FIFTY years ago tomorrow, with dusty footprints on a faraway world, the United States stamped “mission accomplished” on a goal more audacious than anything the nation has achieved since.

With about 20 percent of the world’s population watching, Neil Armstrong set foot on the moon.

Less than eight years earlier, President John F. Kennedy had thrown down the gauntlet. The nation’s goal, he said to Congress, was to land a man on the moon and return him safely to Earth “before this decade is out.”



The mission seemed to be as much about national morale as meaningful achievement. It meant we had defeated the Soviets in the space race, an endeavor that started in 1957 when the USSR scared Americans half to death by sending the world’s first artificial satellite into space.

If our most feared enemy had nuclear weapons and could send vehicles beyond the reach of any existing defenses, the possibilities were endlessly dire. When Cosmonaut Yuri Gagarin became the first man to orbit the Earth in 1961, Americans’ unease only intensified.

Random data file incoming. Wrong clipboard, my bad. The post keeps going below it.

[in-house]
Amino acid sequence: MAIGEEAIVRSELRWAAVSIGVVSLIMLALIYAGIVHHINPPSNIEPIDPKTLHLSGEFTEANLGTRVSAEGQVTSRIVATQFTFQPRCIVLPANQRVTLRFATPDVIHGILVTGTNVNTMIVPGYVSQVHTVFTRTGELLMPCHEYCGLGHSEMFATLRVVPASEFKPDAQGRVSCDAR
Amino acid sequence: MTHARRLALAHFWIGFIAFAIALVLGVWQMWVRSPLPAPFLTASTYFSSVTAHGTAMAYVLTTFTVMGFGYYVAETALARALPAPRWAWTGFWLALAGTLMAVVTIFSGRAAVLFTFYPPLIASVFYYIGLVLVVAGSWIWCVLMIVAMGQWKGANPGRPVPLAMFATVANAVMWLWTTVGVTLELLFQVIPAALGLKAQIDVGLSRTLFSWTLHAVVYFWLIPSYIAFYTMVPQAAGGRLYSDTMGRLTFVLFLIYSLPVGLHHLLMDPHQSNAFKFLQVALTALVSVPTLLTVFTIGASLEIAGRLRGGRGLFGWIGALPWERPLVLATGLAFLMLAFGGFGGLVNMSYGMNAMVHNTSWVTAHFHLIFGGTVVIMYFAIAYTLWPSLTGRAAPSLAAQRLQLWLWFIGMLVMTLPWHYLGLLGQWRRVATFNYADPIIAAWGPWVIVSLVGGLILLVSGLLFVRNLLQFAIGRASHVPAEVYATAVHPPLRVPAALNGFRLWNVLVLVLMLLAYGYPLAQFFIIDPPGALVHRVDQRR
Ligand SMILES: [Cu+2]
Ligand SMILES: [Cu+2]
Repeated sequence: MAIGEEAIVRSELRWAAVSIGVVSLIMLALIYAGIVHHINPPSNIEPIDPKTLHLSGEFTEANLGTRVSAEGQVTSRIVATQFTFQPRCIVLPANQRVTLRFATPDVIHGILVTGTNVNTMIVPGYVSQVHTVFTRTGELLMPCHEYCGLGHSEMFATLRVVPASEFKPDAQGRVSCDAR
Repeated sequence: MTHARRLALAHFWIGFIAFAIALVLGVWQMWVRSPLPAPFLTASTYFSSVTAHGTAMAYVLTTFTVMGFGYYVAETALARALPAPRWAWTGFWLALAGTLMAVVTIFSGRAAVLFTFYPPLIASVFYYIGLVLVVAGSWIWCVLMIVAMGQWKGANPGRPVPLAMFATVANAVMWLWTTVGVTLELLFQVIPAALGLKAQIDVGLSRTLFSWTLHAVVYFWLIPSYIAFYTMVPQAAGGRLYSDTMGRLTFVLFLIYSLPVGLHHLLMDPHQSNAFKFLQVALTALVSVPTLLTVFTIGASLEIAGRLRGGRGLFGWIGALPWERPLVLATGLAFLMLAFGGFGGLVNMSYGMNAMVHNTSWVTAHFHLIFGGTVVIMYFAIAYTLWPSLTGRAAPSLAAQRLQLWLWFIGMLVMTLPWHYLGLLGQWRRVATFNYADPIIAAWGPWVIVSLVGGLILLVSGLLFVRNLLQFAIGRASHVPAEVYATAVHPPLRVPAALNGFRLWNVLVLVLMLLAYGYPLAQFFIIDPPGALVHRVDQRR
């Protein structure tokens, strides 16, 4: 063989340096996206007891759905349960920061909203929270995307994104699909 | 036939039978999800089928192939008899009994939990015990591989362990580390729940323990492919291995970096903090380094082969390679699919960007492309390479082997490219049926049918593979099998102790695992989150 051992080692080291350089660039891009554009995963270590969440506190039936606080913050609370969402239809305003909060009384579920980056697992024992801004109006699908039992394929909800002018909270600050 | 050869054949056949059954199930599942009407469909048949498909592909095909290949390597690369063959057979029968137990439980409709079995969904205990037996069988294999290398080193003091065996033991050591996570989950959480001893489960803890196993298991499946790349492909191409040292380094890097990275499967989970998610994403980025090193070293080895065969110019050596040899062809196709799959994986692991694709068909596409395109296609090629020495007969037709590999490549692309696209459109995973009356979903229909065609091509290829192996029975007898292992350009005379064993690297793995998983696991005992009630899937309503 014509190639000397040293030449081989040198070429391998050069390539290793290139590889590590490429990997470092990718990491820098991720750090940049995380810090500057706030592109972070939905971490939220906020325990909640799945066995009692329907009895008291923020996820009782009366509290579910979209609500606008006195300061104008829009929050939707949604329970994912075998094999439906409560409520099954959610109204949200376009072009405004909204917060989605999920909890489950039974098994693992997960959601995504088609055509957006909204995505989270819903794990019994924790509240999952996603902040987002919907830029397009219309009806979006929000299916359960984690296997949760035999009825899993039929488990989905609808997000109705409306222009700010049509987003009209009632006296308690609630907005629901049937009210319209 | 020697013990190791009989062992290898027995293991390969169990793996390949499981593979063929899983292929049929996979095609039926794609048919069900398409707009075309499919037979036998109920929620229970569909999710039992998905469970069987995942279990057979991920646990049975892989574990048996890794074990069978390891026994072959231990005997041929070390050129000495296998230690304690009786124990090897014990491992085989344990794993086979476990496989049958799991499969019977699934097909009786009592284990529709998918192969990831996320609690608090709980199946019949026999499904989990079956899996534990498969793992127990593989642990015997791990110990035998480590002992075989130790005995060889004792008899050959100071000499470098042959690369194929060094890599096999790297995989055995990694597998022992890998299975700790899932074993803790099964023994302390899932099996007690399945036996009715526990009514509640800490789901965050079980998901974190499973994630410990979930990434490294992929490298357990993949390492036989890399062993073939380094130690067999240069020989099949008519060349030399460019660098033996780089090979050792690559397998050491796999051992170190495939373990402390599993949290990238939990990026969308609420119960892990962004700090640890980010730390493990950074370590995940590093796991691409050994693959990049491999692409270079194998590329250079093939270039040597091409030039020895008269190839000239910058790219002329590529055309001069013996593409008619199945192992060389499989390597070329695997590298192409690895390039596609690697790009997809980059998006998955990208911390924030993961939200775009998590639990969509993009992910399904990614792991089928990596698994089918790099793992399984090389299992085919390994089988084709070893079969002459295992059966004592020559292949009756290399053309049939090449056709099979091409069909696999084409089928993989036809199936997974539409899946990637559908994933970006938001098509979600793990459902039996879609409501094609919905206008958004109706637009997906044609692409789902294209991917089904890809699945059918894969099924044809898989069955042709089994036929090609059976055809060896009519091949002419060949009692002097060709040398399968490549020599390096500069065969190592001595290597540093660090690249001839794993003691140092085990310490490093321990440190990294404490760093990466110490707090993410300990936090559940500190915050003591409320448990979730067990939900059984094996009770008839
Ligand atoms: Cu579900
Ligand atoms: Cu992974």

Throughout the 1960s, the U.S. threw its might and ingenuity into the Apollo project. By July 16, 1969, NASA was ready to make good on Kennedy’s challenge.

A Saturn V rocket blasted the Apollo 11 crew of Armstrong, Eugene “Buzz” Aldrin and Michael Collins toward the moon. Four days later, the lunar module landed at 4:17 p.m. Eastern time.

At 11:56 p.m., Armstrong descended a ladder onto the Sea of Tranquility, uttering his famous words: “one small step for man, one giant leap for mankind.” Most Americans living now who were alive then know where they were when it happened.

There were other trips to the moon, most memorably the Apollo 13 mission of cinematic fame, but July 20, 1969, was really the apogee of our space adventure, at least until now.

Many asked what was to be gained by returning to the moon. By 1973, 59 percent of Americans in a Gallup Poll favored cutting space exploration spending. And so we did.

Fifty years later, a plaque and an American flag planted by the first two men to walk on the moon remain at the Sea of Tranquility (or so we hope) to remind any future visitors that Americans not only got there, but we were the first and only to do so.

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